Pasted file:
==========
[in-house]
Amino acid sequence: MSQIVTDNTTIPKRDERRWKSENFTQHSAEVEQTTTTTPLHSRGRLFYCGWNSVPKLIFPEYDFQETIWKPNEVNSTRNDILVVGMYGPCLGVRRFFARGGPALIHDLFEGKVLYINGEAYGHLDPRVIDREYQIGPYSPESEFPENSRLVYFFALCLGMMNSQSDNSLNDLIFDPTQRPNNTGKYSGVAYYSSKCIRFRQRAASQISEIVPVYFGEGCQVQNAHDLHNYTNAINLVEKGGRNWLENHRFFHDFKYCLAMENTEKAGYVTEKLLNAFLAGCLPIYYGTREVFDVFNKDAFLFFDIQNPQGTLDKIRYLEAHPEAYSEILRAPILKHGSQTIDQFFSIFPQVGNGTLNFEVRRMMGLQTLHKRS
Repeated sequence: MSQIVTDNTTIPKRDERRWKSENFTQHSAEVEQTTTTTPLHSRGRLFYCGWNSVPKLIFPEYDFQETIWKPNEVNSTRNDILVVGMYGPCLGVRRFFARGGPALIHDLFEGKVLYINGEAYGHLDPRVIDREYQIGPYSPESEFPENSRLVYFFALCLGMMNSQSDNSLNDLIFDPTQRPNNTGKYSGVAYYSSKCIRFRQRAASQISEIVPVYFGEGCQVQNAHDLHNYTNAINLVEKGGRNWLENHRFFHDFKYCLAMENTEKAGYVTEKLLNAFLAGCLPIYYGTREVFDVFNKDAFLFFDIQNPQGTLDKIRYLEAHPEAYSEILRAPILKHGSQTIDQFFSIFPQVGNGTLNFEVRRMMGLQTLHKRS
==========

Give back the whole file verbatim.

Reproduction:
[in-house]
Amino acid sequence: MSQIVTDNTTIPKRDERRWKSENFTQHSAEVEQTTTTTPLHSRGRLFYCGWNSVPKLIFPEYDFQETIWKPNEVNSTRNDILVVGMYGPCLGVRRFFARGGPALIHDLFEGKVLYINGEAYGHLDPRVIDREYQIGPYSPESEFPENSRLVYFFALCLGMMNSQSDNSLNDLIFDPTQRPNNTGKYSGVAYYSSKCIRFRQRAASQISEIVPVYFGEGCQVQNAHDLHNYTNAINLVEKGGRNWLENHRFFHDFKYCLAMENTEKAGYVTEKLLNAFLAGCLPIYYGTREVFDVFNKDAFLFFDIQNPQGTLDKIRYLEAHPEAYSEILRAPILKHGSQTIDQFFSIFPQVGNGTLNFEVRRMMGLQTLHKRS
Repeated sequence: MSQIVTDNTTIPKRDERRWKSENFTQHSAEVEQTTTTTPLHSRGRLFYCGWNSVPKLIFPEYDFQETIWKPNEVNSTRNDILVVGMYGPCLGVRRFFARGGPALIHDLFEGKVLYINGEAYGHLDPRVIDREYQIGPYSPESEFPENSRLVYFFALCLGMMNSQSDNSLNDLIFDPTQRPNNTGKYSGVAYYSSKCIRFRQRAASQISEIVPVYFGEGCQVQNAHDLHNYTNAINLVEKGGRNWLENHRFFHDFKYCLAMENTEKAGYVTEKLLNAFLAGCLPIYYGTREVFDVFNKDAFLFFDIQNPQGTLDKIRYLEAHPEAYSEILRAPILKHGSQTIDQFFSIFPQVGNGTLNFEVRRMMGLQTLHKRS